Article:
Feeling Judged? 5 Powerful Ways To Deal With Haters
I used to think that people judged me for just about anything I did or said. So I constantly censored myself and felt insecure and powerless in my own skin.
For example, I thought people judged me for the way I talked (Does my German accent sound bad?), for the way I presented my ideas (Will they think I sound stupid?), and for the way I looked (Will I make a good impression?). The worst was on days when I felt chubby and met up with friends for a meal. Have you ever tried eating lunch while sucking in your stomach? It's the worst. Don’t do it.
My point is that I was wonderful at finding my own faults and feeling judged by other people. And today that's something I often see in my clients, so I know how painful feeling judged can be and how negatively it affects all areas of life: work, love, health, and play. What's ironic is that I am sure sometimes people did judge me for something I said or did or how I looked, but I'd bet you that most of the time, it was all in my head. Releasing the power of judgement is one of the greatest gifts we can give ourselves.
Here are 5 things to sincerely consider in order to release feelings of being judged:
1. Be realistic. Are they judging you or are you judging yourself?
If you're the one judging yourself, you've got to start having an active dialogue with yourself about releasing these negative self-beliefs. You're holding yourself back more than anyone else. Get really clear: What are you criticizing? Why are you judging this part of yourself? Who taught you to judge yourself like that? How do you actually want to treat yourself? Switching from an abusive and negative inner dialogue to a positive and compassionate one will make the biggest difference in your life.
2. Ask yourself: If you are being judged, why?
Typically people feel the need to judge others if they are feeling threatened. So if someone in your office is judging you, it's more likely that they are jealous of your work. The way they cope with this is by putting you down so they can feel better about themselves. Don’t engage in this because neither judging others nor being jealous of someone else feels good. The best and fastest way to stop this irrational cycle is to disengage.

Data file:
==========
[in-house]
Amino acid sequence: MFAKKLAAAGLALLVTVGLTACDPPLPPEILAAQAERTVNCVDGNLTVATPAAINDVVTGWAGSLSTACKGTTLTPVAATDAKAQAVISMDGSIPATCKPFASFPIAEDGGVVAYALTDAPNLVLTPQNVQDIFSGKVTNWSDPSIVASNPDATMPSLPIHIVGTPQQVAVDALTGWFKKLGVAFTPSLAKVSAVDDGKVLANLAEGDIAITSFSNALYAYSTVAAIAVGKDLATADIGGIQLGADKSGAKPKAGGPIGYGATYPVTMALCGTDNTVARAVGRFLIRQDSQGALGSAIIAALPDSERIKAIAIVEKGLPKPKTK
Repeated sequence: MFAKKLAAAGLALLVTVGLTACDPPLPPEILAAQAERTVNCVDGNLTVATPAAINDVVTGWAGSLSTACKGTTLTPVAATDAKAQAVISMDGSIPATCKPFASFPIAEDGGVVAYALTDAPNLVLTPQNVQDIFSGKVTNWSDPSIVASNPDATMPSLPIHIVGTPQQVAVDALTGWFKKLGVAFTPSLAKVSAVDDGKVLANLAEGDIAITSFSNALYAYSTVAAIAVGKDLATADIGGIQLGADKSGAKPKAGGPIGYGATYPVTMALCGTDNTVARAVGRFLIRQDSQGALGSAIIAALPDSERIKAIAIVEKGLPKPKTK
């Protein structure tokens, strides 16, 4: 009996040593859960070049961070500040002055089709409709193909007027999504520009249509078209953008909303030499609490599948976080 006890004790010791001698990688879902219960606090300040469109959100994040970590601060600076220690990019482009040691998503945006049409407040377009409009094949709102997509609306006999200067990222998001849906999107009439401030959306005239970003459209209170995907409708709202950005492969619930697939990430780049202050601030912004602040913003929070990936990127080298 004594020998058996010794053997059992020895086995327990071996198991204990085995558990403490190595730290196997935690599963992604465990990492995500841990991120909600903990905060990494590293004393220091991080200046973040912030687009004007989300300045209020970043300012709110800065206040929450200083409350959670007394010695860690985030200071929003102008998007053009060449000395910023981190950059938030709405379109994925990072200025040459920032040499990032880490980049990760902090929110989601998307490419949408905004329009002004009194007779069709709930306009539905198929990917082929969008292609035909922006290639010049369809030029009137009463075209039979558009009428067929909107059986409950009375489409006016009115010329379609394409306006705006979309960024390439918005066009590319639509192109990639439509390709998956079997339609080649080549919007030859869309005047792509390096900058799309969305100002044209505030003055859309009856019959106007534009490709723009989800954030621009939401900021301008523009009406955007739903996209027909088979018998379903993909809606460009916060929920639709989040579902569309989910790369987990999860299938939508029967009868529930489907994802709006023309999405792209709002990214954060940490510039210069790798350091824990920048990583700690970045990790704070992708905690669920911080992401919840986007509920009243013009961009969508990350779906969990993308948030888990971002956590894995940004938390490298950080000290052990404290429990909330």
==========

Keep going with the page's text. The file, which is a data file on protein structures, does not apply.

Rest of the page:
3. Instead of focusing on being perfect and eliminating any chance of being judged, focus on what matters for your own growth, success, and happiness.
Anyone who has ever done anything impactful has come up against criticism and judgement at one point or another. You can choose to get stuck in the pleaser role where all efforts go into avoiding judgement or you can step up to your own life and lead it with zest and passion despite the judgement from nay-sayers.
4. Realize when it’s time to leave.
If you are experiencing constant destructive judgement instead of constructive and loving feedback (there is a fine yet crucial difference!) from those closest to you, it might be time to draw some boundaries. Negative environments can quickly become very toxic and detrimental to your growth and happiness. It’s your job to implement parameters that allow you to thrive.
5. Refrain from continuing the cycle of negativity and judgement and choose to see love and beauty instead.
You can train yourself to focus on what does works, what is beautiful, what people do do great. It’s just a matter of shifting your attention away from the negative and toward the positive. Practice observing beauty. The energy you put out into the world is ultimately the energy you get back, so do what is within your power: work on shifting your own energy.
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